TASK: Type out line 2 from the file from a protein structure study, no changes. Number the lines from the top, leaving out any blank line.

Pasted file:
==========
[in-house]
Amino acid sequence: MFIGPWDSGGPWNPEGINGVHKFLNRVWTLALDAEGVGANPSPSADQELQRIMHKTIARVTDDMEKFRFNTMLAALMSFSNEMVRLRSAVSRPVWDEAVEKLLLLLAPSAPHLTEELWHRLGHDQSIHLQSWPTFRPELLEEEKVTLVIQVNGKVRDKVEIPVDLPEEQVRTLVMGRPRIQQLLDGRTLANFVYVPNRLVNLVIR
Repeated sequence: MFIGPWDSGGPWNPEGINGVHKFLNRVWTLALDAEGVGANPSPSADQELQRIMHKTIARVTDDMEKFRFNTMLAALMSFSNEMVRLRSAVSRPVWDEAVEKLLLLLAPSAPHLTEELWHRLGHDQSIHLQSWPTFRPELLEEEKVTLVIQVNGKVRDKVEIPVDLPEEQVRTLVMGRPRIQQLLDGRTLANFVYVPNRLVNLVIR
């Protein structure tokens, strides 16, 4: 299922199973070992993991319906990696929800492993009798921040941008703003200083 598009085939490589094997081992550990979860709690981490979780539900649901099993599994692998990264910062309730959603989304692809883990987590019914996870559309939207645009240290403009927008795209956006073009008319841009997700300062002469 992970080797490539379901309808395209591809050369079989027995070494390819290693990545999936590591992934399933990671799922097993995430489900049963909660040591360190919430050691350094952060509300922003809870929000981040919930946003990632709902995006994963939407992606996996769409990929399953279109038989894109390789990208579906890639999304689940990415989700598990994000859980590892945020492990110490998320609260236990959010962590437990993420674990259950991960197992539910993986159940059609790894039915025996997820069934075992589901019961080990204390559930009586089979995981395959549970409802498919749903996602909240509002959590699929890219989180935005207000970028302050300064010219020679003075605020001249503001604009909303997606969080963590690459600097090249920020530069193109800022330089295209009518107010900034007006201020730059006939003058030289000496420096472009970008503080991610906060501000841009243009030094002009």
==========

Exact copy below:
Amino acid sequence: MFIGPWDSGGPWNPEGINGVHKFLNRVWTLALDAEGVGANPSPSADQELQRIMHKTIARVTDDMEKFRFNTMLAALMSFSNEMVRLRSAVSRPVWDEAVEKLLLLLAPSAPHLTEELWHRLGHDQSIHLQSWPTFRPELLEEEKVTLVIQVNGKVRDKVEIPVDLPEEQVRTLVMGRPRIQQLLDGRTLANFVYVPNRLVNLVIR